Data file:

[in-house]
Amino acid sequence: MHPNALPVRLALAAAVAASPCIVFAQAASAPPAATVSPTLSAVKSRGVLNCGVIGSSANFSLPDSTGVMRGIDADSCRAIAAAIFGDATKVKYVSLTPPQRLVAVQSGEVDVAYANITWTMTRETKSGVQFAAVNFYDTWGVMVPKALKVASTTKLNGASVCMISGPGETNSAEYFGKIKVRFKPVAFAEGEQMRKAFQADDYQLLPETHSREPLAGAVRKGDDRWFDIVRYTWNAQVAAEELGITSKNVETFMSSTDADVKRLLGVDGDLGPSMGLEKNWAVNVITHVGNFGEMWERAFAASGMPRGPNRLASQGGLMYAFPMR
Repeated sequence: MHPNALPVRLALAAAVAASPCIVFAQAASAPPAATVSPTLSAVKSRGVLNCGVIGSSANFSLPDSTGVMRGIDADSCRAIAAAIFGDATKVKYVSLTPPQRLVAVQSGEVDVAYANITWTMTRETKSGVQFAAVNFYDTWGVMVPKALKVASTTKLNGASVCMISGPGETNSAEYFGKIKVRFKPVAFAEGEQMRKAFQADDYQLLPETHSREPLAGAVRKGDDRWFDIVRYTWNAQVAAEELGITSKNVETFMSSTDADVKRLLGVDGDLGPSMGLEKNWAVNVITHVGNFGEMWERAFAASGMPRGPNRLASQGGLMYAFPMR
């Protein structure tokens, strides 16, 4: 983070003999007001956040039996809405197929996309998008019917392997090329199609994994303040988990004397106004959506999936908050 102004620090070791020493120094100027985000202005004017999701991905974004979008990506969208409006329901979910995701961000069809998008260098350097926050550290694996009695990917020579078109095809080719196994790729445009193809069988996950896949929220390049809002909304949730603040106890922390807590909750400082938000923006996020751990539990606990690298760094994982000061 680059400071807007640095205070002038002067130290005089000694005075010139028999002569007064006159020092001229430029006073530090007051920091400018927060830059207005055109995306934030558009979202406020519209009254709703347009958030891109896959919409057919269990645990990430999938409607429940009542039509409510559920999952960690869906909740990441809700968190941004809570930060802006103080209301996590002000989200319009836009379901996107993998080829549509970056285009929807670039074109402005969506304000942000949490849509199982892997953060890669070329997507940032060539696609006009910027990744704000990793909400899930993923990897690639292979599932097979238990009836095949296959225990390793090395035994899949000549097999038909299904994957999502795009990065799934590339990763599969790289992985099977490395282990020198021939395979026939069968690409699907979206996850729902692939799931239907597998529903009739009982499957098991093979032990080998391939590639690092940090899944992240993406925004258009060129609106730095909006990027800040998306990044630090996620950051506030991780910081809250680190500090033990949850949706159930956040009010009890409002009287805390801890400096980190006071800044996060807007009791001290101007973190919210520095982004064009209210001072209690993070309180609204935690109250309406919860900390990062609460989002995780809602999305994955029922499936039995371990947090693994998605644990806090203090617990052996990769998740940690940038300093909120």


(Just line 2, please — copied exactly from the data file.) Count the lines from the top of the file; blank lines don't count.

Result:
Amino acid sequence: MHPNALPVRLALAAAVAASPCIVFAQAASAPPAATVSPTLSAVKSRGVLNCGVIGSSANFSLPDSTGVMRGIDADSCRAIAAAIFGDATKVKYVSLTPPQRLVAVQSGEVDVAYANITWTMTRETKSGVQFAAVNFYDTWGVMVPKALKVASTTKLNGASVCMISGPGETNSAEYFGKIKVRFKPVAFAEGEQMRKAFQADDYQLLPETHSREPLAGAVRKGDDRWFDIVRYTWNAQVAAEELGITSKNVETFMSSTDADVKRLLGVDGDLGPSMGLEKNWAVNVITHVGNFGEMWERAFAASGMPRGPNRLASQGGLMYAFPMR